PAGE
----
Housing made up 16.9% of the country’s GDP during the second quarter of 2021, only slightly off a 14-year high. As the economy continues to recover, housing’s share is expected to taper, says the National Association of Home Builders. Housing’s share of the GDP increased 6.5% at a seasonally adjusted annual rate during the second quarter of 2021, but residential fixed investment declined at a 9.8% annualized rate after three quarters of strong growth.
For the second quarter, the more cyclical home building and remodeling component – residential fixed investment – was effectively unchanged at 4.7% of GDP. Home construction will continue to expand as the consequences of the virus crisis are likely to lead to a reversal for declining home size trends, a greater need for additional home office space, and more working from home. Moreover, the U.S. continues to experience a deficit of single-family housing.
Housing-related activities contribute to GDP in two basic ways.
The first is through residential fixed investment (RFI). RFI is effectively the measure of the home building, multifamily development, and remodeling contributions to GDP. It includes construction of new single-family and multifamily structures, residential remodeling, production of manufactured homes and brokers’ fees.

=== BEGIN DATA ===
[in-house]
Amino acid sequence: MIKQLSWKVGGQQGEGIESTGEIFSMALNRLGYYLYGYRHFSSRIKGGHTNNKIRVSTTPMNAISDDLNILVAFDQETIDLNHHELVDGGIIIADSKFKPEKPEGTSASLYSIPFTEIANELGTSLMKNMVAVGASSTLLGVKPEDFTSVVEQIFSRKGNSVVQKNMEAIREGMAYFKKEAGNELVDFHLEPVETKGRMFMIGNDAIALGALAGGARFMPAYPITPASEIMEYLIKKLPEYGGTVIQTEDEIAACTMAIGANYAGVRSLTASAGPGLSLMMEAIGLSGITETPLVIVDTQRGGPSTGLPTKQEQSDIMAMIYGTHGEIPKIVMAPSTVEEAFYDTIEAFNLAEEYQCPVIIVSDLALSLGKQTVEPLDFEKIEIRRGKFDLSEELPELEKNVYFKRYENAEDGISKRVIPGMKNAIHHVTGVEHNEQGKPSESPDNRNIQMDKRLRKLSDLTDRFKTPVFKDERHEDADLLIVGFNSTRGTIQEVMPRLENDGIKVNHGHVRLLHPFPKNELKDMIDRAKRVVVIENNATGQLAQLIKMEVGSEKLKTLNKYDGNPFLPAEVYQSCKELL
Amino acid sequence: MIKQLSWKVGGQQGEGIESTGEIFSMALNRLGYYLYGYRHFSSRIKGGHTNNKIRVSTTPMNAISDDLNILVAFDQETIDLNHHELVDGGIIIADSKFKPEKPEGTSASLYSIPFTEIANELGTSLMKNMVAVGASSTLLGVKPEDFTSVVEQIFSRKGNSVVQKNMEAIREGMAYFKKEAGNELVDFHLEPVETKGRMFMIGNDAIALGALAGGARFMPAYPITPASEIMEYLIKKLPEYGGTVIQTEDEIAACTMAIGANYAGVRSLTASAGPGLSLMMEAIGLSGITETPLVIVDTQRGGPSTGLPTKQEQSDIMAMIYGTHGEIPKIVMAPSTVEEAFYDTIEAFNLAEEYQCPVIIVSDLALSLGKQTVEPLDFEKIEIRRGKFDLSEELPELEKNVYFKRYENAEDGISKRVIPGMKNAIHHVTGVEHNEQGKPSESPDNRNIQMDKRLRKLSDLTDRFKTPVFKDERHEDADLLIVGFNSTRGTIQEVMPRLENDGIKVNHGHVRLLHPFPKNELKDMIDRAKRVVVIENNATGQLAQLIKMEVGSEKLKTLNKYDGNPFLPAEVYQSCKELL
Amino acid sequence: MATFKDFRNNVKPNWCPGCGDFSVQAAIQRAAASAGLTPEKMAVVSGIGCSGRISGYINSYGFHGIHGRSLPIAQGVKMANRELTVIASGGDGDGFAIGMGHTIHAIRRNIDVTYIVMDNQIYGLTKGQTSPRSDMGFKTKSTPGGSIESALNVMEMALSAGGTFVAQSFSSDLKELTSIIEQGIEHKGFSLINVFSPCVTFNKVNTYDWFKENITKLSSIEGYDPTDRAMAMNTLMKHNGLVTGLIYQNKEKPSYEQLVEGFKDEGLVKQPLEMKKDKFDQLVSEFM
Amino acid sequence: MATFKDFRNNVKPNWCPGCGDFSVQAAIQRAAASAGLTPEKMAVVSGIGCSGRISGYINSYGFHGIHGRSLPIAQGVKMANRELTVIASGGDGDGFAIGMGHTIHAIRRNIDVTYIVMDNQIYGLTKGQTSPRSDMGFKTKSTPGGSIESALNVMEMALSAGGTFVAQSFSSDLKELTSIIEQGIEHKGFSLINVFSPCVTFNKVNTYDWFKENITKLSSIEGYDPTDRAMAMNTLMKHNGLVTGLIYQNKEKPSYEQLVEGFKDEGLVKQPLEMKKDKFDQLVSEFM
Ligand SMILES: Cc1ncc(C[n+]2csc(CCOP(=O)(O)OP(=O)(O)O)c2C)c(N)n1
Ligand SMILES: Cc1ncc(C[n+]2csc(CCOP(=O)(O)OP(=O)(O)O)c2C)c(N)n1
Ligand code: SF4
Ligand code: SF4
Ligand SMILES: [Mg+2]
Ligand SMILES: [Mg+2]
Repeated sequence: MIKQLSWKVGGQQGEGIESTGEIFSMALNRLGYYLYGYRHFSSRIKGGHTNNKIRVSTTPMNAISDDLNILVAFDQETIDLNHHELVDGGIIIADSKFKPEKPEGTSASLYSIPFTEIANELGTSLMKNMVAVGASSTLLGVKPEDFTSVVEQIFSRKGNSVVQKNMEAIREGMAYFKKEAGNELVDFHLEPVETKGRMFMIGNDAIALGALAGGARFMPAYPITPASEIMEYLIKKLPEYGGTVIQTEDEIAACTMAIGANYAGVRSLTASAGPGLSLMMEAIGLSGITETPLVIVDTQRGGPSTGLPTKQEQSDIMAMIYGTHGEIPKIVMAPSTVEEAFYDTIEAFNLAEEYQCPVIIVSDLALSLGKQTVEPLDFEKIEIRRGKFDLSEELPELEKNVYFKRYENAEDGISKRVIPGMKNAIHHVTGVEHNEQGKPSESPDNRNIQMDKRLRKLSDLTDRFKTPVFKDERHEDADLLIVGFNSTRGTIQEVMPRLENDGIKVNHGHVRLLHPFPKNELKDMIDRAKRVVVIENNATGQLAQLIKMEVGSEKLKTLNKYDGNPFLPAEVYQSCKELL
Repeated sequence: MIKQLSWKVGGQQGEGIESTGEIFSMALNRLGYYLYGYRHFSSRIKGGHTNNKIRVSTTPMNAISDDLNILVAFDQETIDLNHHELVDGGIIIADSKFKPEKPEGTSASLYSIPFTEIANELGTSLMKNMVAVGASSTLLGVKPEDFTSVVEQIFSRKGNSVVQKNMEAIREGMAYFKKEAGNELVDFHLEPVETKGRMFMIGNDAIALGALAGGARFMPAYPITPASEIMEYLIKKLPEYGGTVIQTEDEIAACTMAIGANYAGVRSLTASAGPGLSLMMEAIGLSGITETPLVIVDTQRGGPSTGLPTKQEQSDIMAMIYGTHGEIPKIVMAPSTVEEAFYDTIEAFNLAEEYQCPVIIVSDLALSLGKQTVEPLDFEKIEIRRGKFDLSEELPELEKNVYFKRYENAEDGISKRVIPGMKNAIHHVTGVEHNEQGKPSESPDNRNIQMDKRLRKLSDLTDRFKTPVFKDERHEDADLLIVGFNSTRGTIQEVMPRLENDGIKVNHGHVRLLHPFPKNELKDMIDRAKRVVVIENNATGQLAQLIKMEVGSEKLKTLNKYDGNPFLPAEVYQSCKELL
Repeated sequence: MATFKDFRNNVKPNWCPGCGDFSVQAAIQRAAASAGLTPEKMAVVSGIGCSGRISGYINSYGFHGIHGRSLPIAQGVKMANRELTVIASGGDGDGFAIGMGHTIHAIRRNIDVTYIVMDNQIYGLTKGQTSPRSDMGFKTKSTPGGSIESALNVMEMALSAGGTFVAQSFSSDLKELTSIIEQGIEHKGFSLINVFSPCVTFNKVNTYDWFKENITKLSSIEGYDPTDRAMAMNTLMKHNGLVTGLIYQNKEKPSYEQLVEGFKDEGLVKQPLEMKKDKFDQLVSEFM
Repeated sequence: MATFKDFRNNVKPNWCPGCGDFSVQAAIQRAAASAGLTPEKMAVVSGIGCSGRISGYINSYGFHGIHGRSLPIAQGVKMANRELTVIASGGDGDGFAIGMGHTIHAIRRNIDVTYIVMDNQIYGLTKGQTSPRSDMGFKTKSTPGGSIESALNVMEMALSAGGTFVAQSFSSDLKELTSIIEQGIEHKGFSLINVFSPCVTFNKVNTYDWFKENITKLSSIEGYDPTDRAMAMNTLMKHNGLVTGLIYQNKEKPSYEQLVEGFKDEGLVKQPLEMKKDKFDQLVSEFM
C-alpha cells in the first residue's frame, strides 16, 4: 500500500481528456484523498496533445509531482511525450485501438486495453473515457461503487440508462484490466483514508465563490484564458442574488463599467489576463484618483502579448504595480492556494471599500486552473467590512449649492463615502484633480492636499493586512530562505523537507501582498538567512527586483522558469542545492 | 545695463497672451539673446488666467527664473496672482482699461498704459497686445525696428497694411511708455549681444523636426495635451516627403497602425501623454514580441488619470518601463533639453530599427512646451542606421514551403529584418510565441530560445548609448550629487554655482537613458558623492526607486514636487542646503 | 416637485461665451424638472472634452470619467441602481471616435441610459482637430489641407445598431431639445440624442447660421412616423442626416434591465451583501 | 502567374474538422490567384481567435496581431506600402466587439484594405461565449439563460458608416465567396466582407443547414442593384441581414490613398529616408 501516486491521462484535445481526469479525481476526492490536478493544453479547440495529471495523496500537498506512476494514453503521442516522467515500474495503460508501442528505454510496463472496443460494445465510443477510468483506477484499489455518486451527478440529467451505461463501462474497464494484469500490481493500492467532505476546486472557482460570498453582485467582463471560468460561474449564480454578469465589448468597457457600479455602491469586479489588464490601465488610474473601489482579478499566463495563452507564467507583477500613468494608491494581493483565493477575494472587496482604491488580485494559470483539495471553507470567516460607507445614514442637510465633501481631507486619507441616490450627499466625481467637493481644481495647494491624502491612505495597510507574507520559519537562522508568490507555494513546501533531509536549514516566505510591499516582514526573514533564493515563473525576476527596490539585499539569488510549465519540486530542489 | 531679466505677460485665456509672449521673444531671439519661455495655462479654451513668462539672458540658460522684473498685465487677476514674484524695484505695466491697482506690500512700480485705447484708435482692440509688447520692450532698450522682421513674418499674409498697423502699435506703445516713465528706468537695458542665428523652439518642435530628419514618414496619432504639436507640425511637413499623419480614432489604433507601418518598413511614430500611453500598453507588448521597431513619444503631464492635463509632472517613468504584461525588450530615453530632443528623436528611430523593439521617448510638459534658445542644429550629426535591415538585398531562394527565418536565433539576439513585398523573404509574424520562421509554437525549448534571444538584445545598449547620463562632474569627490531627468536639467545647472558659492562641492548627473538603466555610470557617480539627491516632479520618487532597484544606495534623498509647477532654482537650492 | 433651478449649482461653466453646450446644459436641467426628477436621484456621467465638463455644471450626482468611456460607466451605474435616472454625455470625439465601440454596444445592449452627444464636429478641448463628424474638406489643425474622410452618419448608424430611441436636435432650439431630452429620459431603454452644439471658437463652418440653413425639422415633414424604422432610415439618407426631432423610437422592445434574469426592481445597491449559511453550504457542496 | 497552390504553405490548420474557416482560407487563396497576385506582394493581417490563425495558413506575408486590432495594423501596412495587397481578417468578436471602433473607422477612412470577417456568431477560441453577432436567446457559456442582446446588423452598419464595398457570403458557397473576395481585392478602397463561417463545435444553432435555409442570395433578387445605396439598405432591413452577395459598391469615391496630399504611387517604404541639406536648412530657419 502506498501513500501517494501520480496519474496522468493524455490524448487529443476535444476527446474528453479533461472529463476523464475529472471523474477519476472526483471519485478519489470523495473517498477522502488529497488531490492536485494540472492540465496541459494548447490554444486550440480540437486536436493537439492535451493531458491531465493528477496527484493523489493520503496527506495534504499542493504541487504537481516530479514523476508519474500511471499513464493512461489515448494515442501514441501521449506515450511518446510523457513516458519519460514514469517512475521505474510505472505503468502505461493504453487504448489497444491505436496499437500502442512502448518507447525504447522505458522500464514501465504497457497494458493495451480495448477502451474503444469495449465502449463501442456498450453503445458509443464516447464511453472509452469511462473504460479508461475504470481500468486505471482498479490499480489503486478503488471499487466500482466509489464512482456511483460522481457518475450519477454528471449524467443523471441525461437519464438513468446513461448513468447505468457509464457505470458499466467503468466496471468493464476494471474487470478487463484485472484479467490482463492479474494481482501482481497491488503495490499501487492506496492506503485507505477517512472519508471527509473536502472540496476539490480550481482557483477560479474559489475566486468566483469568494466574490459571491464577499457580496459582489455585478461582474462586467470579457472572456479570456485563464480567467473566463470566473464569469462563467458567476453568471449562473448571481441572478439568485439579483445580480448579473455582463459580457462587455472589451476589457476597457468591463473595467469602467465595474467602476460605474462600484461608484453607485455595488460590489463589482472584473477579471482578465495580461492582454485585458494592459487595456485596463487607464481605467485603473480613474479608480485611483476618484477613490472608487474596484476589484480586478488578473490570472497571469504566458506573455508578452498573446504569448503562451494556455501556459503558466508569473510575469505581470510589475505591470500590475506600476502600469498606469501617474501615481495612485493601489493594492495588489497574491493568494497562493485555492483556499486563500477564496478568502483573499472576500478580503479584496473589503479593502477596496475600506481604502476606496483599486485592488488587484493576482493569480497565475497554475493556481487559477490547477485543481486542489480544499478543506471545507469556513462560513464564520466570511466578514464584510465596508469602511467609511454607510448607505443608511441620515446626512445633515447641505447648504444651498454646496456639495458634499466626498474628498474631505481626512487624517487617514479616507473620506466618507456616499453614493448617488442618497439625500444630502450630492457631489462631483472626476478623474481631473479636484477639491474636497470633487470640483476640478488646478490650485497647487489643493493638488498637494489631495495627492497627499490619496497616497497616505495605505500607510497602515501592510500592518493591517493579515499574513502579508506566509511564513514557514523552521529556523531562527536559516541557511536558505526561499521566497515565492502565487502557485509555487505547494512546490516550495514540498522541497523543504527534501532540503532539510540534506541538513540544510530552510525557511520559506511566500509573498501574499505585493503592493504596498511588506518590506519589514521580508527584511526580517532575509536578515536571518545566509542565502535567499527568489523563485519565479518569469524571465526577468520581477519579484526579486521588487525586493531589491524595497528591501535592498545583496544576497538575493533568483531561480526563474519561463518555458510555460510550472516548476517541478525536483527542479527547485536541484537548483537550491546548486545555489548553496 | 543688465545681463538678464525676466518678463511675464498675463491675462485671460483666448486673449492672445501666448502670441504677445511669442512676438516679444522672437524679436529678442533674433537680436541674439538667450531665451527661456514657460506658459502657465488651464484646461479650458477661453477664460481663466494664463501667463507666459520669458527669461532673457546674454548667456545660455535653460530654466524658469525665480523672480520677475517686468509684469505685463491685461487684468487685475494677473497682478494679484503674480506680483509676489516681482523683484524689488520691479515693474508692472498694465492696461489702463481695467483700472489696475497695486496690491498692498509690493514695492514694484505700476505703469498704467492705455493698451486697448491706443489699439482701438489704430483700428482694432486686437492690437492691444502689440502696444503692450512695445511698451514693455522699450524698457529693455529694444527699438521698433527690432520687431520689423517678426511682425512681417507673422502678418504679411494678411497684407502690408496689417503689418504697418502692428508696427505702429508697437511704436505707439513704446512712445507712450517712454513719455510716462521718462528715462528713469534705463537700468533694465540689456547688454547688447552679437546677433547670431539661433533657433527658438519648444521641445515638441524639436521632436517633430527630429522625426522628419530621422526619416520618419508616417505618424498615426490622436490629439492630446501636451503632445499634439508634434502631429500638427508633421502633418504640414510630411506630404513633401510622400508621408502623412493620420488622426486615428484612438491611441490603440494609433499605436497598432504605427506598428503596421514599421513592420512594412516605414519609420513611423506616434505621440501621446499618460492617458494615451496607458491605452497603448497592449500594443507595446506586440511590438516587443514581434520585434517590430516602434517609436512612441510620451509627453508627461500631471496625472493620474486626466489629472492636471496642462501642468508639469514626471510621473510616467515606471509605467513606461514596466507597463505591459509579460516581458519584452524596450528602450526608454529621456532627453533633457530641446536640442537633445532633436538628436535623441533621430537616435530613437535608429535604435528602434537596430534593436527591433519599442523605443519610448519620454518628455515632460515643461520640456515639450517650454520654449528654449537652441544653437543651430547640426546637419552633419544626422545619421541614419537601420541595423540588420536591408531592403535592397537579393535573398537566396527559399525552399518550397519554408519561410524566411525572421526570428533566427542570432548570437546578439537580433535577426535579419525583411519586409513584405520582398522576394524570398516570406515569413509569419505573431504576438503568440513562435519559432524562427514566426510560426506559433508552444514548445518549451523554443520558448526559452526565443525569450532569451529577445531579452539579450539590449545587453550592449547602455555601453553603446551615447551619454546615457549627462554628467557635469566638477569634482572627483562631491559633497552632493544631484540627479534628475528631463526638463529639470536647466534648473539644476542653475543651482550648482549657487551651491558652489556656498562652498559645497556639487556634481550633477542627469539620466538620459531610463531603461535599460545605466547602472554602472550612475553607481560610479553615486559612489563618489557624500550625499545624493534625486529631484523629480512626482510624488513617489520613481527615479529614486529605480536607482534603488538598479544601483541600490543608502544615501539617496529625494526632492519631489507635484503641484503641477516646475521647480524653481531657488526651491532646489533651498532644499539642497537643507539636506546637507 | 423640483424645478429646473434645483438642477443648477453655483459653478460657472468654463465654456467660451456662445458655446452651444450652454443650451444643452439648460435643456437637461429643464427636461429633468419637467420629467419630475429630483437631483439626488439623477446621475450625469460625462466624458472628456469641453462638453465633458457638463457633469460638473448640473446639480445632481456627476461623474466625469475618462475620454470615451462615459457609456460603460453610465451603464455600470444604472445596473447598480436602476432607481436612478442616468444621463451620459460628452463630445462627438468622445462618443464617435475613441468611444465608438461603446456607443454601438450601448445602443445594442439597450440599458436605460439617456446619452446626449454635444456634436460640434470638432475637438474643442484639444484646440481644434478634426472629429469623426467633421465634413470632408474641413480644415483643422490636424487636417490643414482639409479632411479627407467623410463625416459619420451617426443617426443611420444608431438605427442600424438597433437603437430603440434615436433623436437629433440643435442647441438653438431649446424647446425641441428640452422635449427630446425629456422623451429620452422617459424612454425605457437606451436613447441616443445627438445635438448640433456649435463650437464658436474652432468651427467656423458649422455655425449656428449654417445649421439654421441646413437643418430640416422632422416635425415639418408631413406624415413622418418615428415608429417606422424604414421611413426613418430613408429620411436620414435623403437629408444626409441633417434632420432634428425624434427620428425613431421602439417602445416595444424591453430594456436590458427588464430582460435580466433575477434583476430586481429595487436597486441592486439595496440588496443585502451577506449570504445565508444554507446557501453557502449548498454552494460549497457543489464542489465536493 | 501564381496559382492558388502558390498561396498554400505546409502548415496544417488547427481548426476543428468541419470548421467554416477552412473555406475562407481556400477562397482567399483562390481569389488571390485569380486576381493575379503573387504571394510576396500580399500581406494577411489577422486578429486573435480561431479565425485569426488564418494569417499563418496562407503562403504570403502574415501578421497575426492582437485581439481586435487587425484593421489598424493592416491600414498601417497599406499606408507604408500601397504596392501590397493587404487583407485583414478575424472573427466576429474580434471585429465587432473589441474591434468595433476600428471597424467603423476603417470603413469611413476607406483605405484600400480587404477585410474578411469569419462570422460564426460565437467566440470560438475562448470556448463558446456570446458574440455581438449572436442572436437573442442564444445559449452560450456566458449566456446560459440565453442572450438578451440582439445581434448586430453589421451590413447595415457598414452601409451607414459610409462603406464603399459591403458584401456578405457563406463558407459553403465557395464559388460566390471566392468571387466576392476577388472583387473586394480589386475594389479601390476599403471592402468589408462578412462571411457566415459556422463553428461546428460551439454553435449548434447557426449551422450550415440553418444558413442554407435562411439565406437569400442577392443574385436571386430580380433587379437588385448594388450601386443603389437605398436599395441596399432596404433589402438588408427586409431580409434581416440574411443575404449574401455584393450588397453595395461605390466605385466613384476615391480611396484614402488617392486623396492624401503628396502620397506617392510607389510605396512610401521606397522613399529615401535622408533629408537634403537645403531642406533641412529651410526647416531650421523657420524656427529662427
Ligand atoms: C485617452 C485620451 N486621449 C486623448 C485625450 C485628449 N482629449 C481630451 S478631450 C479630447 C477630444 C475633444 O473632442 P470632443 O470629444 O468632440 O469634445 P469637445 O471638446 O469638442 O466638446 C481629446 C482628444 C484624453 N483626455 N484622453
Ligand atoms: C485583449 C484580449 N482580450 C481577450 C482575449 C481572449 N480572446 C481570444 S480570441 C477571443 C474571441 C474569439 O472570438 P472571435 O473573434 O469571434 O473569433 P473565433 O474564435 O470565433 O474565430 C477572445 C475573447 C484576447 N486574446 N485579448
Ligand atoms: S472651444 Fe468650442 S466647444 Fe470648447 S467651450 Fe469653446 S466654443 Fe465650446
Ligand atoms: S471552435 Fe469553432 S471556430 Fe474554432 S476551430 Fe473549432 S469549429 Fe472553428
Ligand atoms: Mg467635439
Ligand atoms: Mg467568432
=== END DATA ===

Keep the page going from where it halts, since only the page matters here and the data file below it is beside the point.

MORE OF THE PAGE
For the second quarter, RFI was 4.7% of the economy, recording a $1.07 trillion seasonally adjusted annual pace.
The second impact of housing on GDP is the measure of housing services, which includes gross rents (including utilities) paid by renters, and owners’ imputed rent (an estimate of how much it would cost to rent owner-occupied units) and utility payments. The inclusion of owners’ imputed rent is necessary from a national income accounting approach, because without this measure, increases in homeownership would result in declines for GDP.